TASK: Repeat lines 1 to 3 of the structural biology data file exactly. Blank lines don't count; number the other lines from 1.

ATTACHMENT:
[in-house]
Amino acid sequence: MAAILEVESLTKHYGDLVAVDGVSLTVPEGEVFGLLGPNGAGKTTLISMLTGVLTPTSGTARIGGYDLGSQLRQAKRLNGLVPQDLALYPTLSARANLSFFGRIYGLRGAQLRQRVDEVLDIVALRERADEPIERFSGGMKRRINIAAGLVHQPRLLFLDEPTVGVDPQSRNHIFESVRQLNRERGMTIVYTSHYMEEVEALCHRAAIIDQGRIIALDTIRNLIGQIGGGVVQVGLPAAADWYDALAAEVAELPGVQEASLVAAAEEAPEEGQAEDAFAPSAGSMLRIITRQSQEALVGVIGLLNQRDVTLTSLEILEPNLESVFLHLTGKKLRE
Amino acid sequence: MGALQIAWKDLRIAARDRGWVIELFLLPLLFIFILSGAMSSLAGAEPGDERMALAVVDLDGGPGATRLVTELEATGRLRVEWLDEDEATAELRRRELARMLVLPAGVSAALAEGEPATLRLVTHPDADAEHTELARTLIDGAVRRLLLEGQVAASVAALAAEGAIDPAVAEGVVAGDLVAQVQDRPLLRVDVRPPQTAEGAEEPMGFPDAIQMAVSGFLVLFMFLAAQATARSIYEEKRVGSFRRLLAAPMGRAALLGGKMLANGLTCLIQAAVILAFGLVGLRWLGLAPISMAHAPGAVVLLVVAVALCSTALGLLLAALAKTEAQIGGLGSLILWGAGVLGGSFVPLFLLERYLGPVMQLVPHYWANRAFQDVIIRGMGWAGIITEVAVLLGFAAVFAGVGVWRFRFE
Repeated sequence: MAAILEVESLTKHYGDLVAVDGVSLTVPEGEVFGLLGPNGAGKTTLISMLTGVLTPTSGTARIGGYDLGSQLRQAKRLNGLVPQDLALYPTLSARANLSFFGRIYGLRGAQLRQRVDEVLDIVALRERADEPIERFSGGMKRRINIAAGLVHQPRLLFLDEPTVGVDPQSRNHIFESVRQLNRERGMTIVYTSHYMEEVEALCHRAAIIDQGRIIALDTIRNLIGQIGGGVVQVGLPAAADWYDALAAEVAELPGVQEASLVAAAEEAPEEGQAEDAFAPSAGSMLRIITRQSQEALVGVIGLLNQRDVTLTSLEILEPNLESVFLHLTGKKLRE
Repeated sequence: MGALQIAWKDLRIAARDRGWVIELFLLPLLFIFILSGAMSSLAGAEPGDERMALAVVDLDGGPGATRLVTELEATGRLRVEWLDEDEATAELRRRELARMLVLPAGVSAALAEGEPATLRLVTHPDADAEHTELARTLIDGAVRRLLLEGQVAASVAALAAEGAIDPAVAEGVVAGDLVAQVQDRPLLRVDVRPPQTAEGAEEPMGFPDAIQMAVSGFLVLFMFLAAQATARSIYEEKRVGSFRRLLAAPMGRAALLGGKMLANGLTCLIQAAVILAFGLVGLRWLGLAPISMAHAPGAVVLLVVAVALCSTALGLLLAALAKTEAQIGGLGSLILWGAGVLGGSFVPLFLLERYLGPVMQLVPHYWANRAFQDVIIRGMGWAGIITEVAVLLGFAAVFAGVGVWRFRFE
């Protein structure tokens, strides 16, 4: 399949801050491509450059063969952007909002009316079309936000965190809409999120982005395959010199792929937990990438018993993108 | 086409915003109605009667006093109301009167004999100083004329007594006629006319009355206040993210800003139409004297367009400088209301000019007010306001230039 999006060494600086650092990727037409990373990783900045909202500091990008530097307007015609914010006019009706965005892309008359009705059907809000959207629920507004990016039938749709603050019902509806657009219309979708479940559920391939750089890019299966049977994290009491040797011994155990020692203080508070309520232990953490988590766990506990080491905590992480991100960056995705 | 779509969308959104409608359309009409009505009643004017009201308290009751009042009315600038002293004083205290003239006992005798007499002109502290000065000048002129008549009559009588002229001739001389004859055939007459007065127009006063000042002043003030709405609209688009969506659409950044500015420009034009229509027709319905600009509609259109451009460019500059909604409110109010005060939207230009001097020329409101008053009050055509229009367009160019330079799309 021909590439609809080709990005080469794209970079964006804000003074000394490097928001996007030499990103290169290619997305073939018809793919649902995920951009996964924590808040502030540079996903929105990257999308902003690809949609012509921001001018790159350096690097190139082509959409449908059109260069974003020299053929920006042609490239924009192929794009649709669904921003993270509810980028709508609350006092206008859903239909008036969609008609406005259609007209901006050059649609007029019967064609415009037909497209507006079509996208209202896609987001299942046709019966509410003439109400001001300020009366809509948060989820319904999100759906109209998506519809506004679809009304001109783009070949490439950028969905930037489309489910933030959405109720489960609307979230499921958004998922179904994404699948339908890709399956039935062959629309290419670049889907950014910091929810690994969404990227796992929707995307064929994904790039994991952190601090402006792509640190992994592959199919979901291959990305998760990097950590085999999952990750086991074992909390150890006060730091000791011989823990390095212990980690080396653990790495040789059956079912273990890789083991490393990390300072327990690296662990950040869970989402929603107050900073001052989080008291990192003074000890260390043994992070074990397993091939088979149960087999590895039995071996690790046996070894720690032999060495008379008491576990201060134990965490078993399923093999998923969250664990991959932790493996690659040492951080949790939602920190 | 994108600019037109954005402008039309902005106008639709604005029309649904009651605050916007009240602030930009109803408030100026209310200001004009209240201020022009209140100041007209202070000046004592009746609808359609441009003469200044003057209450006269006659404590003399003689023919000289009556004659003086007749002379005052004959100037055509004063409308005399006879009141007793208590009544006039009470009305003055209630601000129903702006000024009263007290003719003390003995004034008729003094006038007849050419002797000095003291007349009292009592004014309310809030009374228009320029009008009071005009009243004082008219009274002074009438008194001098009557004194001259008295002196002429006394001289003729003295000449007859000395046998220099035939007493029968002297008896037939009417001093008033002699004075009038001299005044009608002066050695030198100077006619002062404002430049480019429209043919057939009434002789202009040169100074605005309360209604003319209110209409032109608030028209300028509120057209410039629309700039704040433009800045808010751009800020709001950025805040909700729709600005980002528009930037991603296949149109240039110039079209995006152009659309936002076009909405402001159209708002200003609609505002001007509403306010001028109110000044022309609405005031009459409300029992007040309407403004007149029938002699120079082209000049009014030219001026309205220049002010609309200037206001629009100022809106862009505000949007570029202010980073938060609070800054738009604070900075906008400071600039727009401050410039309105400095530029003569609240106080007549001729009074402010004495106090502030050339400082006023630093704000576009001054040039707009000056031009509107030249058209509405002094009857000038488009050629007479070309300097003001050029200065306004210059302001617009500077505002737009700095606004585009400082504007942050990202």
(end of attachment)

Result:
[in-house]
Amino acid sequence: MAAILEVESLTKHYGDLVAVDGVSLTVPEGEVFGLLGPNGAGKTTLISMLTGVLTPTSGTARIGGYDLGSQLRQAKRLNGLVPQDLALYPTLSARANLSFFGRIYGLRGAQLRQRVDEVLDIVALRERADEPIERFSGGMKRRINIAAGLVHQPRLLFLDEPTVGVDPQSRNHIFESVRQLNRERGMTIVYTSHYMEEVEALCHRAAIIDQGRIIALDTIRNLIGQIGGGVVQVGLPAAADWYDALAAEVAELPGVQEASLVAAAEEAPEEGQAEDAFAPSAGSMLRIITRQSQEALVGVIGLLNQRDVTLTSLEILEPNLESVFLHLTGKKLRE
Amino acid sequence: MGALQIAWKDLRIAARDRGWVIELFLLPLLFIFILSGAMSSLAGAEPGDERMALAVVDLDGGPGATRLVTELEATGRLRVEWLDEDEATAELRRRELARMLVLPAGVSAALAEGEPATLRLVTHPDADAEHTELARTLIDGAVRRLLLEGQVAASVAALAAEGAIDPAVAEGVVAGDLVAQVQDRPLLRVDVRPPQTAEGAEEPMGFPDAIQMAVSGFLVLFMFLAAQATARSIYEEKRVGSFRRLLAAPMGRAALLGGKMLANGLTCLIQAAVILAFGLVGLRWLGLAPISMAHAPGAVVLLVVAVALCSTALGLLLAALAKTEAQIGGLGSLILWGAGVLGGSFVPLFLLERYLGPVMQLVPHYWANRAFQDVIIRGMGWAGIITEVAVLLGFAAVFAGVGVWRFRFE